The Distortionary Effects of Incentives in Government: Evidence from China's "Death Ceiling" Program
We study a 2004 program designed to motivate Chinese bureaucrats to reduce accidental deaths. Each province received a set of ‘death ceilings’ that, if exceeded, would impede government officials' promotions. For each category of accidental deaths, we observe a sharp discontinuity in reported deaths at the ceiling, suggestive of manipulation. Provinces with safety incentives for municipal officials experienced larger declines in accidental deaths, suggesting complementarities between incentives at different levels of government. While realized accidental deaths predict the following year's ceiling, we observe no evidence that provinces manipulate deaths upward to avoid ratchet effects in the setting of death ceilings.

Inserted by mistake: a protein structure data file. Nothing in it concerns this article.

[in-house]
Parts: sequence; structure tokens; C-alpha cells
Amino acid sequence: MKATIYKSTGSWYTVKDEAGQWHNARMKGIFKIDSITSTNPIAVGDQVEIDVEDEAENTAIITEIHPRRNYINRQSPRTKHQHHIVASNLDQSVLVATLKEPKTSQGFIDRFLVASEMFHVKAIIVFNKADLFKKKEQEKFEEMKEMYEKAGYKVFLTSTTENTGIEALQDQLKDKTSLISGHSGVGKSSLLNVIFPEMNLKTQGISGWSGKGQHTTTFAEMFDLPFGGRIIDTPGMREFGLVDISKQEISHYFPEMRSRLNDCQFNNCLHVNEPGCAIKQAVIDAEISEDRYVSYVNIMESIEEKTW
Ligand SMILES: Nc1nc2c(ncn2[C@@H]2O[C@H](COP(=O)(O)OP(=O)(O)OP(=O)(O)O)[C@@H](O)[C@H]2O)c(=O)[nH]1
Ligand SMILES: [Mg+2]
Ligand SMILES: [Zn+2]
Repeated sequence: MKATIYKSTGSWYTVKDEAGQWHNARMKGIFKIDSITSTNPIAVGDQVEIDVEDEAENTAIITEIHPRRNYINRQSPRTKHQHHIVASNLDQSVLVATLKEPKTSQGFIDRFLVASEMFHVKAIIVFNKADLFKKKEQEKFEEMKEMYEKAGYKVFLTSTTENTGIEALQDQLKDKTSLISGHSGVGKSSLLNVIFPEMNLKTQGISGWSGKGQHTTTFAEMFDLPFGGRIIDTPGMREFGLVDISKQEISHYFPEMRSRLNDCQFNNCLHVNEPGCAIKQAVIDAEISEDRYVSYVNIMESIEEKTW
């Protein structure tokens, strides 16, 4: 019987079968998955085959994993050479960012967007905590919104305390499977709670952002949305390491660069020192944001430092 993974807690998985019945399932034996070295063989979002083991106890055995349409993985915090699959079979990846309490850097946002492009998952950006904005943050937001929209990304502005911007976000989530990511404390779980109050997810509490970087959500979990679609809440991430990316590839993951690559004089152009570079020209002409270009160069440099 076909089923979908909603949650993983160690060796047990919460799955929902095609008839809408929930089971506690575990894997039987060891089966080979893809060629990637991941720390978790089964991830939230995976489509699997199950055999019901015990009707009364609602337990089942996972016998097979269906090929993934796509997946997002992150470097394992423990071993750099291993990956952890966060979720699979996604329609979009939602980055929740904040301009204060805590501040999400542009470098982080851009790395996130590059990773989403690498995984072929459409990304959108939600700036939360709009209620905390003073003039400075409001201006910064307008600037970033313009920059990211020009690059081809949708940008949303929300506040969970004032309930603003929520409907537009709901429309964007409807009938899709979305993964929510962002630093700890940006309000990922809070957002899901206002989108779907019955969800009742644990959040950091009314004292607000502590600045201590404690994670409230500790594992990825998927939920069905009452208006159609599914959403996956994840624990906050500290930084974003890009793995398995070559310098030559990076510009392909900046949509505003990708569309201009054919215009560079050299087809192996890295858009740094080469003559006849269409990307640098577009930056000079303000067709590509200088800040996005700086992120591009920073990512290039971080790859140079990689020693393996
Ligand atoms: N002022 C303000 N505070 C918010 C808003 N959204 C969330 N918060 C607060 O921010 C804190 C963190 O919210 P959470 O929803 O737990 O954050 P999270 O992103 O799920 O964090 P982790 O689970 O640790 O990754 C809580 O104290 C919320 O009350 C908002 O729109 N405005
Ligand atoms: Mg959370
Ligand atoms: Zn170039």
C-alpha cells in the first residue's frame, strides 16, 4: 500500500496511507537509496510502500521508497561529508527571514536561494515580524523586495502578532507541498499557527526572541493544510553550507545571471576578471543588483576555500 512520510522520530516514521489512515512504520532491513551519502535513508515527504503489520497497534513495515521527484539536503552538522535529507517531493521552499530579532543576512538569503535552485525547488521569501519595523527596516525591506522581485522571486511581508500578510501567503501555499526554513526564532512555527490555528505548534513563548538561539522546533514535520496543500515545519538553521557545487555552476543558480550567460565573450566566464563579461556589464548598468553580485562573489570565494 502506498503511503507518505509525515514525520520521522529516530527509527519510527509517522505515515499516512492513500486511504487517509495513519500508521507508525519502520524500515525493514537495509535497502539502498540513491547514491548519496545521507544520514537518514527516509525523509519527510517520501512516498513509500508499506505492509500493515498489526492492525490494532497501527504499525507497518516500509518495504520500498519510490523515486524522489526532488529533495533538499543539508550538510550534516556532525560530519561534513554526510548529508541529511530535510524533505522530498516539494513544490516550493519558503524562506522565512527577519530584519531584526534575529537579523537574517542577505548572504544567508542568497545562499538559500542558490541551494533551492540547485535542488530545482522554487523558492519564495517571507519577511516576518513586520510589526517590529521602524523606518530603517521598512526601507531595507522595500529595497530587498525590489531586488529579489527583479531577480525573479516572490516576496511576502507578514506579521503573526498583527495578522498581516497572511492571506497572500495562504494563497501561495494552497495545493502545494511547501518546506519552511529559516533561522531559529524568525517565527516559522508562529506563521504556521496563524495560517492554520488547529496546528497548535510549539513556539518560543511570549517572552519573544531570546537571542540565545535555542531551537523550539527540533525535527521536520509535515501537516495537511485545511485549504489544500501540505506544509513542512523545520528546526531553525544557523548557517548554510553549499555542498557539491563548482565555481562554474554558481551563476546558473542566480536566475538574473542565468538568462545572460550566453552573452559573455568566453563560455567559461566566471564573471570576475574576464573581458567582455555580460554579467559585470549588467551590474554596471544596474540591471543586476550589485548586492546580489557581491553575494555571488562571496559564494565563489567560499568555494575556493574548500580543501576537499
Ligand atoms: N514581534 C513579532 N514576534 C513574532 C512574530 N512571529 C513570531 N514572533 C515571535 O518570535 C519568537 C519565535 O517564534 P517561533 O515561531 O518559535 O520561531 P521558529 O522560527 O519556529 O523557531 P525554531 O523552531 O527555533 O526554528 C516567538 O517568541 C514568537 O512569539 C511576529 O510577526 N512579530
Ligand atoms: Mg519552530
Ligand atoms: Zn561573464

Document Object Identifier (DOI): 10.3386/w23098
Published: Raymond Fisman & Yongxiang Wang, 2017. "The Distortionary Effects of Incentives in Government: Evidence from China's "Death Ceiling" Program," American Economic Journal: Applied Economics, American Economic Association, vol. 9(2), pages 202-218, April.
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